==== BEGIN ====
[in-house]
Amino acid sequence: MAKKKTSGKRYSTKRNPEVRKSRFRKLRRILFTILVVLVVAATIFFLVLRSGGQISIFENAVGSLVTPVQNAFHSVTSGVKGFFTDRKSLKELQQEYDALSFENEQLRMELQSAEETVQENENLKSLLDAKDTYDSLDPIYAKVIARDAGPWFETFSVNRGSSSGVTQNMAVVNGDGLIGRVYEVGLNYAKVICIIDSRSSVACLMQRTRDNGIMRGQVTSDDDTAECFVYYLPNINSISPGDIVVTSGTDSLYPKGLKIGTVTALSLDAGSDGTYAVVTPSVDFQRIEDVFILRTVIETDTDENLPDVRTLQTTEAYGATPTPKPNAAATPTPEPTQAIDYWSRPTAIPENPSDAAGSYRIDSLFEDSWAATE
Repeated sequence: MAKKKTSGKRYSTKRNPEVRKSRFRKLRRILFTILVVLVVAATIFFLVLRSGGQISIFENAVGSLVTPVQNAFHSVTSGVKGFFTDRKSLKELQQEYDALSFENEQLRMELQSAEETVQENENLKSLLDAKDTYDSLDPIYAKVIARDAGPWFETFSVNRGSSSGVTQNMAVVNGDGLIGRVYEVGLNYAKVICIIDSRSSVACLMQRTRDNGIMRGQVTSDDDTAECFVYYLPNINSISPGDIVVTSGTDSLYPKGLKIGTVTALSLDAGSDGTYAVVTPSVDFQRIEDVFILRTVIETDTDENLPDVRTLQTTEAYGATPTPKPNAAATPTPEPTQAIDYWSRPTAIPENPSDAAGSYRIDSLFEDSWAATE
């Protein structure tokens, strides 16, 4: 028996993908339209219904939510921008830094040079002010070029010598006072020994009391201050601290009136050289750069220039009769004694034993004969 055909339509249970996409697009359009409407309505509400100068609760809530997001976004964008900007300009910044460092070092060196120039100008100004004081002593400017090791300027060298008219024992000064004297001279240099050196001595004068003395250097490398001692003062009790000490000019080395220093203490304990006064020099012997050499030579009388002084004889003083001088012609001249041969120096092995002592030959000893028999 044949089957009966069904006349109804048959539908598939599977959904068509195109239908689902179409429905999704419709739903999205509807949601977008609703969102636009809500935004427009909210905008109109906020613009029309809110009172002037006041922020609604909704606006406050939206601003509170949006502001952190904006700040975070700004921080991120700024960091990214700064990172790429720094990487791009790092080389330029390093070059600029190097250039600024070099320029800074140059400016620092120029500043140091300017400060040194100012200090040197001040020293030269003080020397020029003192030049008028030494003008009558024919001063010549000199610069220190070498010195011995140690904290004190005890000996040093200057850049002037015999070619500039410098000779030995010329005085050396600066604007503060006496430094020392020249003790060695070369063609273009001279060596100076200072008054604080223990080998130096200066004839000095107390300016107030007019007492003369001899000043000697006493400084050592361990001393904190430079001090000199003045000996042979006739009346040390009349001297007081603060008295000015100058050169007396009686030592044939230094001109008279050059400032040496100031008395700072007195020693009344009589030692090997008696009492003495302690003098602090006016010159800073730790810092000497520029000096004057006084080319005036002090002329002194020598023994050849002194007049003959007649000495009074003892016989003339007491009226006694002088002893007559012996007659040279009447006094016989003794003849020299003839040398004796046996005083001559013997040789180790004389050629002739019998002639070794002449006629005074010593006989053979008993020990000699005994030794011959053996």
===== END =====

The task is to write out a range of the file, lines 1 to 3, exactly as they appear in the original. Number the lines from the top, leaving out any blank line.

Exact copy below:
[in-house]
Amino acid sequence: MAKKKTSGKRYSTKRNPEVRKSRFRKLRRILFTILVVLVVAATIFFLVLRSGGQISIFENAVGSLVTPVQNAFHSVTSGVKGFFTDRKSLKELQQEYDALSFENEQLRMELQSAEETVQENENLKSLLDAKDTYDSLDPIYAKVIARDAGPWFETFSVNRGSSSGVTQNMAVVNGDGLIGRVYEVGLNYAKVICIIDSRSSVACLMQRTRDNGIMRGQVTSDDDTAECFVYYLPNINSISPGDIVVTSGTDSLYPKGLKIGTVTALSLDAGSDGTYAVVTPSVDFQRIEDVFILRTVIETDTDENLPDVRTLQTTEAYGATPTPKPNAAATPTPEPTQAIDYWSRPTAIPENPSDAAGSYRIDSLFEDSWAATE
Repeated sequence: MAKKKTSGKRYSTKRNPEVRKSRFRKLRRILFTILVVLVVAATIFFLVLRSGGQISIFENAVGSLVTPVQNAFHSVTSGVKGFFTDRKSLKELQQEYDALSFENEQLRMELQSAEETVQENENLKSLLDAKDTYDSLDPIYAKVIARDAGPWFETFSVNRGSSSGVTQNMAVVNGDGLIGRVYEVGLNYAKVICIIDSRSSVACLMQRTRDNGIMRGQVTSDDDTAECFVYYLPNINSISPGDIVVTSGTDSLYPKGLKIGTVTALSLDAGSDGTYAVVTPSVDFQRIEDVFILRTVIETDTDENLPDVRTLQTTEAYGATPTPKPNAAATPTPEPTQAIDYWSRPTAIPENPSDAAGSYRIDSLFEDSWAATE